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5 September: Marc-André Hamelin Was Born

Marc-André Hamelin - performer of near-superhuman technical prowess

Marc-André Hamelin © Cannety-Clarke

Pianist Marc-André Hamelin has been called “a performer of near-superhuman technical prowess.” In a world of pianism populated by countless aspiring virtuosos, Hamelin stands at the head of the class. Critics have described him “as one of the marvels of the twenty-first century, as few living pianists can match his transparency of articulation, rhythmic and tonal control and cunning virtuoso strength.” Hamelin possesses an unrivaled blend of consummate musicianship and brilliant technique, which he has demonstrated in over 70 albums he has recorded for Hyperion Records, including notable recordings of the concerto and chamber repertoire. Hamelin often brings technically challenging works of lesser-known and often forgotten composers to public attention. Not to be outdone, Hamelin is famous for his association with modern music, as his repertory is exceptionally extensive. He has performed and recorded music by Sorabji, Stefan Wolpe, William Bolcom, Rzewski, and Sophie-Carmen Eckhardt-Gramatté. While his performances are notable for their mastery of the most outlandish difficulties, Hamelin is also a talented composer and arranger. “He has written works which take virtuoso pianism to its limit, and his most recent work, his Piano Quintet, was premiered in August 2022 by himself and the celebrated Dover Quartet at La Jolla Music Society.”

Marc-André Hamelin Performs Alkan’s Concerto for Solo Piano (Excerpt)

Marc-André Hamelin at Temple University

Marc-André Hamelin at Temple University

Marc-André Hamelin was born in Montreal on 5 September 1961. He remembers that “my father was always playing the piano in the house from my earliest days: he was a very good amateur pianist and also played a lot of records at home. I became familiar with the standard repertoire, but he was very curious about finding important piano compositions that were less mainline and often forgotten. We essentially explored these together… I started playing the piano at age 5.” Hamelin initially studied with the Cortot student Yvonne Hubert in Montreal before furthering his studies in the United States with Harvey Weedon and Russell Sherman. Hamelin recalls that his early piano teachers tried to discourage him from exploring unusual repertoires. “I got interested in the ‘Concord’ Sonata at the age of 13, but I pretty well had to learn it myself.” In 1985 he won first prize in the Carnegie Hall International American Music Competition. He made his London recital début, performing Schumann’s Carnaval and the Alkan Concerto, at St John’s, Smith Square, in 1992, gave three Wigmore Hall programmes devoted to Romantic virtuoso music in 1994, and made his Berlin recital début in 1998.

Marc-André Hamelin Performs Étude No.8 “Erlkönig” after Goethe

Marc-André Hamelin G. Henle Verlag

Marc-André Hamelin © G. Henle Verlag

Marc-André Hamelin’s fundamental task is to convince listeners of the worth and inspiration of the music that he is presenting. As he explained in an interview, “I know that people are attracted to spectacle these days, and I can’t change that. Frankly, I wish the word showpiece would be stricken out of the vocabulary because that’s one of the words that I dislike most. Ideally, when people come to see me—I know it’s unrealistic—I wish they would just concentrate on the music itself and my efforts to bring it to life. Maybe some people are too influenced by the way I look on stage, which is probably boring by today’s standards.” In the event, his technique relies on hands that are “balanced and uniform in address and weight that it is almost as if any given note would register identically no matter which hand was playing it.” Hamelin does all the fingerings for the Henle Verlag publishing house, “and there I have to adhere to a certain set of standards. If I put in the fingerings that I actually use, it would be very complicated to notate, since I help myself with the other hand all the time. As I’ve cultivated independence of the fingers, I can sometimes come up with some very creative solutions, many of which would be impossible to write down.”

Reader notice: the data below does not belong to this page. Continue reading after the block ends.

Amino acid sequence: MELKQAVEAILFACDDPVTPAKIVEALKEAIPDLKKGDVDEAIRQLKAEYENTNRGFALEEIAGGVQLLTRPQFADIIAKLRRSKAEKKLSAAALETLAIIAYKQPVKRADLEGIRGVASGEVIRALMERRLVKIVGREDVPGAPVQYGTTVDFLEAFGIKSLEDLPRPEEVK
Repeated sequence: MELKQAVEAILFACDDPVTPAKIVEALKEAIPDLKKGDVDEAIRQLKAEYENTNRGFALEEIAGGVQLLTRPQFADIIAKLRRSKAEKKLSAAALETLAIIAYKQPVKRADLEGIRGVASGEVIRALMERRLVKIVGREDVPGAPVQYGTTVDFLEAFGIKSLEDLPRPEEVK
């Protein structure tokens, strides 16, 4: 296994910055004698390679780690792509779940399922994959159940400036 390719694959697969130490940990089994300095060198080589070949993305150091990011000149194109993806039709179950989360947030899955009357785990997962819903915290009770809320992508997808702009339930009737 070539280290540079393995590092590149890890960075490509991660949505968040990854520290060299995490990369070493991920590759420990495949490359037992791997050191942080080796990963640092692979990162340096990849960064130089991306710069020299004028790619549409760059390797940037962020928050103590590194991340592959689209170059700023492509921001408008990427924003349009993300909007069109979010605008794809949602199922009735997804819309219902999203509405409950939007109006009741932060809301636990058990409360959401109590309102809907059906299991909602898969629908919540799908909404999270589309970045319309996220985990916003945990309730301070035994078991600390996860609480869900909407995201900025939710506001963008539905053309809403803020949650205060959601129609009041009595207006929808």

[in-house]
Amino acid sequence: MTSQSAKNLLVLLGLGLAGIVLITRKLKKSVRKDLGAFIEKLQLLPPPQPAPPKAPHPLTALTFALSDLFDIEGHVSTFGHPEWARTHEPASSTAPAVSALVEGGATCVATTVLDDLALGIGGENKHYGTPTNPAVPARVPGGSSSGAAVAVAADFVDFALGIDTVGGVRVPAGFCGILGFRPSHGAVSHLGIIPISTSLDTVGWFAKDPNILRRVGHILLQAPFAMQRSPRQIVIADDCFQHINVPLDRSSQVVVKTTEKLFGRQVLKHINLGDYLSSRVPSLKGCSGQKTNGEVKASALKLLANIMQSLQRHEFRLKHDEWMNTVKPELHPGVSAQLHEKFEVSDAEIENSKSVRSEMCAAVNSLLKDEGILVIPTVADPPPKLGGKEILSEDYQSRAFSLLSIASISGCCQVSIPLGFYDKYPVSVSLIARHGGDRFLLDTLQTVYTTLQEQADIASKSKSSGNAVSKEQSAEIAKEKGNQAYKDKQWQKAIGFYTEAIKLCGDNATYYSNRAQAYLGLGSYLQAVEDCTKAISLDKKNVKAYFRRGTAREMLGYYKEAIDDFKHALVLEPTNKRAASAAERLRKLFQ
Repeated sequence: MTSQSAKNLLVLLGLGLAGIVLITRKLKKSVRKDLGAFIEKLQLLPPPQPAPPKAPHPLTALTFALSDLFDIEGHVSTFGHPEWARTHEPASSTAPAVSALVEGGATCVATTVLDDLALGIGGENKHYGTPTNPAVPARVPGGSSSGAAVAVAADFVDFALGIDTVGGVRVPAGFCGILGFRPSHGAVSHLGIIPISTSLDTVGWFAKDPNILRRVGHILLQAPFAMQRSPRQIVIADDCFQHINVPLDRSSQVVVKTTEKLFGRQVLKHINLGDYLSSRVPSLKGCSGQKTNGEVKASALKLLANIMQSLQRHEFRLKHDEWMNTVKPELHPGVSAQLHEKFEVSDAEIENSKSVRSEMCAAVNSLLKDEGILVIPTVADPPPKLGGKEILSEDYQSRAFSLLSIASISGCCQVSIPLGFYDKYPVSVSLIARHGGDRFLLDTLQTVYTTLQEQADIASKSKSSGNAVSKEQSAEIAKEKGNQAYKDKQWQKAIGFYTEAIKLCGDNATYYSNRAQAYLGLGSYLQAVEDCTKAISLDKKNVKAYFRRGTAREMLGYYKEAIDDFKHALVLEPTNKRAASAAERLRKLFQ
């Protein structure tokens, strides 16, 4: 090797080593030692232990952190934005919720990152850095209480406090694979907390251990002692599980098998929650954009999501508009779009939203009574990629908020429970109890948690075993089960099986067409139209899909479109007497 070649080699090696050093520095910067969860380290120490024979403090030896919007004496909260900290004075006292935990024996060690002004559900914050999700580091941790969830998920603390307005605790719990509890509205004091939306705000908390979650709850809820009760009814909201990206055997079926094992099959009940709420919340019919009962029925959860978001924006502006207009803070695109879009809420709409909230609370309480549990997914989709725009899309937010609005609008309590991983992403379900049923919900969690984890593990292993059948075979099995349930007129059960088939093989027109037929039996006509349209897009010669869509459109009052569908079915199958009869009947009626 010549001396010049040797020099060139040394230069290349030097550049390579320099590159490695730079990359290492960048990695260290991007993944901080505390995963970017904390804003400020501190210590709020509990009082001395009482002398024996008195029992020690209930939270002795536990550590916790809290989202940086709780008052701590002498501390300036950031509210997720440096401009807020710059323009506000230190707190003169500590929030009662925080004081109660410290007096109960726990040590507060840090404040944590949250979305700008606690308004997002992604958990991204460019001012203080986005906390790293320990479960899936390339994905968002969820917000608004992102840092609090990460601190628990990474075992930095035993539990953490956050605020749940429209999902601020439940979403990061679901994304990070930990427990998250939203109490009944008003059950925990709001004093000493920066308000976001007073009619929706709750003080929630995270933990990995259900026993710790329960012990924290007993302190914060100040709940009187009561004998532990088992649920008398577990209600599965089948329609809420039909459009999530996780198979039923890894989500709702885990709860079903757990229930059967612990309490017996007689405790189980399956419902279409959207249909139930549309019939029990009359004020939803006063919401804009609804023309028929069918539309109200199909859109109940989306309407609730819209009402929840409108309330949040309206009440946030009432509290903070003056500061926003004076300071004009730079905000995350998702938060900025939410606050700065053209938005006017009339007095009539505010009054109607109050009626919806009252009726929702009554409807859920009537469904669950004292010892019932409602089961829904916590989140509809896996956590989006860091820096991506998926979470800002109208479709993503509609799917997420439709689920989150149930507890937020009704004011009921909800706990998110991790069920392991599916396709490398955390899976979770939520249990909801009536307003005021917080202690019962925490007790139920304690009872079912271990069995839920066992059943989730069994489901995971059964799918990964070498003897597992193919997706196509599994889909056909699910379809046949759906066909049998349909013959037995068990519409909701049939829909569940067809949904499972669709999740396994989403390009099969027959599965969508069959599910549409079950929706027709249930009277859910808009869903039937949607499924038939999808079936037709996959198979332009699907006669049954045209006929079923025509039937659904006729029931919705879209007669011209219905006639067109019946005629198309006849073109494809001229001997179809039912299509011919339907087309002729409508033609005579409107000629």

Leopold Godowsky: 53 Studies on the Chopin Etudes (Excerpts) (Marc-André Hamelin, piano)

Hamelin's Variations on a Theme of Paganini

Hamelin’s Variations on a Theme of Paganini

Growing up, Hamelin was initially fascinated by avant-garde music, including Stockhausen, Boulez, and Cage. “I was open to anything because it was all wonderful and strange to me,” he explains. For a long time he favored music from the turn of the 20th century, where tonal harmony really started to break up. “I thought that was possibly the most fascinating and radically innovative period in all of music history.” As a student he wasn’t interested in the Classical repertoire, and “was actually irritated by the huge Baroque revival at that time.” Recently, however, Hamelin has gotten quite interested in the music of C.P.E. Bach. As Hamelin writes, “he tried to break every single rule in the book, and sometimes I’m just in awe of his audacity. It’s simply amazing for the time he wrote.” Hamelin counts over 30 original compositions and transcriptions to his name, including his 12 Études, which “have already achieved cult status by reputation as pianistic challenges beyond the reach of most human fingers.” For Hamelin, “the Etudes weren’t an easy task because I composed the pieces away from the piano. And, truthfully, I didn’t always realize the extent of the difficulties that I was creating for the pianist, especially in the earliest pieces.”

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Marc-André Hamelin Performs Variations on a Theme by Paganini

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